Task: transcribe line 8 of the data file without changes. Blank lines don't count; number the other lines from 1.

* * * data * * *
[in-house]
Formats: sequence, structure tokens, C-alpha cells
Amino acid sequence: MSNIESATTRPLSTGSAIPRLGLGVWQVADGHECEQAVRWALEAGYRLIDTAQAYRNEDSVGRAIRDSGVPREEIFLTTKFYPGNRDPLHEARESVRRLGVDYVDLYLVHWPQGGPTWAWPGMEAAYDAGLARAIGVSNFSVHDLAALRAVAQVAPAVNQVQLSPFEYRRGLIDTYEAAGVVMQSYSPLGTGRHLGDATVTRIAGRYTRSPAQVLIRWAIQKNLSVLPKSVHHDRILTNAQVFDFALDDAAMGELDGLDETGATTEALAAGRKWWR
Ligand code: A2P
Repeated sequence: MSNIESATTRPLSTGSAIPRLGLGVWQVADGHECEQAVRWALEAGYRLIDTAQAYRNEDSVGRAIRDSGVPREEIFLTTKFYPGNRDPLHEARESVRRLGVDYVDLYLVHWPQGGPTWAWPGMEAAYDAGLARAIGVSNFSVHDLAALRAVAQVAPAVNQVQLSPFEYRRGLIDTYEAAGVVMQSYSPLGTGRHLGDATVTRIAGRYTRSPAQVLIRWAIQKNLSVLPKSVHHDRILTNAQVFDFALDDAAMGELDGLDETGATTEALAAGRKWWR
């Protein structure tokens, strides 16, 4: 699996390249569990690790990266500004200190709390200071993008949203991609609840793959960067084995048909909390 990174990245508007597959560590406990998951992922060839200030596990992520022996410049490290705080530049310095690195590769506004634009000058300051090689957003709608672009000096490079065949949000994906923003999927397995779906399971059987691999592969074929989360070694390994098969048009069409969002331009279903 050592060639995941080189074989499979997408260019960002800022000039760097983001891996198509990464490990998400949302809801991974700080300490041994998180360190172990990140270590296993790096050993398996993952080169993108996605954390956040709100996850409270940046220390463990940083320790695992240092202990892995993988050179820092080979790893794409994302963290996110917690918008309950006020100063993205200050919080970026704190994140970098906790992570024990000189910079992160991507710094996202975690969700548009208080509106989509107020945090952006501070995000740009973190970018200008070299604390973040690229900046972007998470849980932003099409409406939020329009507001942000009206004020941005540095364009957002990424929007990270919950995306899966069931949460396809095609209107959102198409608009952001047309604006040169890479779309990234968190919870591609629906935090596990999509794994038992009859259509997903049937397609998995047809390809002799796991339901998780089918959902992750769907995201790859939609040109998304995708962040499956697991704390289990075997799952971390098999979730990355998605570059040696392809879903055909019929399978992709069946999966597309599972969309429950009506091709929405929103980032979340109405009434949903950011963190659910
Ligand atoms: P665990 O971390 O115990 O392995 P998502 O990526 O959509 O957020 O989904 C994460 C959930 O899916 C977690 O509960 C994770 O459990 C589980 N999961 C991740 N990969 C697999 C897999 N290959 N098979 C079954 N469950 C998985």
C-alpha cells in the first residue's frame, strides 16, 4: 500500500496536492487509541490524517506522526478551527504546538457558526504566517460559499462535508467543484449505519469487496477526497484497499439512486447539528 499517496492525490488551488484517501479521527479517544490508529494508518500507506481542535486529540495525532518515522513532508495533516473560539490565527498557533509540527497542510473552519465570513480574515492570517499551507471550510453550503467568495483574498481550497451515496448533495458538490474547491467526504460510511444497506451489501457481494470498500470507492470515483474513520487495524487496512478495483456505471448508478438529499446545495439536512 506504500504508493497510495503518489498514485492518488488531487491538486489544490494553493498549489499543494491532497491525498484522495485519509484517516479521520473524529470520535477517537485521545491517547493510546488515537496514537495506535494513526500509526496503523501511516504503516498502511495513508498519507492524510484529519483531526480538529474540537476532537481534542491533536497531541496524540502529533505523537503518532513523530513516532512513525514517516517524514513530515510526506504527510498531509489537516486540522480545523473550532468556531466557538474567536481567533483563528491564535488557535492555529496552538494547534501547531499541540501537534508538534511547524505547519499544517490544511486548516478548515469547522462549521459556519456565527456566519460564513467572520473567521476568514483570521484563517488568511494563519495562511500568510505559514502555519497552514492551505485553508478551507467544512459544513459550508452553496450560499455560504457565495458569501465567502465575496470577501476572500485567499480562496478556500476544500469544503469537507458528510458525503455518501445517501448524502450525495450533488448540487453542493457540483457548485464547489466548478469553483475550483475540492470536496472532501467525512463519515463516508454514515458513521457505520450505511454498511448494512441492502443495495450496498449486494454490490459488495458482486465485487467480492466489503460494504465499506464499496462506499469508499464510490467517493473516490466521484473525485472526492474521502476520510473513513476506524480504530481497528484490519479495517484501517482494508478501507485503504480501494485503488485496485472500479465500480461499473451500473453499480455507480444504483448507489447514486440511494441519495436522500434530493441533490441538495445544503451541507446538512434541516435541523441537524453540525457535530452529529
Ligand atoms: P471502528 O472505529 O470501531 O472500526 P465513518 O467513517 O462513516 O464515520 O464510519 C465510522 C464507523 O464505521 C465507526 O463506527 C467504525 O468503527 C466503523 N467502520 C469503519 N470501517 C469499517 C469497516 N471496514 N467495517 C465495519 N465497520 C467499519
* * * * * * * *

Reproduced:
C-alpha cells in the first residue's frame, strides 16, 4: 500500500496536492487509541490524517506522526478551527504546538457558526504566517460559499462535508467543484449505519469487496477526497484497499439512486447539528 499517496492525490488551488484517501479521527479517544490508529494508518500507506481542535486529540495525532518515522513532508495533516473560539490565527498557533509540527497542510473552519465570513480574515492570517499551507471550510453550503467568495483574498481550497451515496448533495458538490474547491467526504460510511444497506451489501457481494470498500470507492470515483474513520487495524487496512478495483456505471448508478438529499446545495439536512 506504500504508493497510495503518489498514485492518488488531487491538486489544490494553493498549489499543494491532497491525498484522495485519509484517516479521520473524529470520535477517537485521545491517547493510546488515537496514537495506535494513526500509526496503523501511516504503516498502511495513508498519507492524510484529519483531526480538529474540537476532537481534542491533536497531541496524540502529533505523537503518532513523530513516532512513525514517516517524514513530515510526506504527510498531509489537516486540522480545523473550532468556531466557538474567536481567533483563528491564535488557535492555529496552538494547534501547531499541540501537534508538534511547524505547519499544517490544511486548516478548515469547522462549521459556519456565527456566519460564513467572520473567521476568514483570521484563517488568511494563519495562511500568510505559514502555519497552514492551505485553508478551507467544512459544513459550508452553496450560499455560504457565495458569501465567502465575496470577501476572500485567499480562496478556500476544500469544503469537507458528510458525503455518501445517501448524502450525495450533488448540487453542493457540483457548485464547489466548478469553483475550483475540492470536496472532501467525512463519515463516508454514515458513521457505520450505511454498511448494512441492502443495495450496498449486494454490490459488495458482486465485487467480492466489503460494504465499506464499496462506499469508499464510490467517493473516490466521484473525485472526492474521502476520510473513513476506524480504530481497528484490519479495517484501517482494508478501507485503504480501494485503488485496485472500479465500480461499473451500473453499480455507480444504483448507489447514486440511494441519495436522500434530493441533490441538495445544503451541507446538512434541516435541523441537524453540525457535530452529529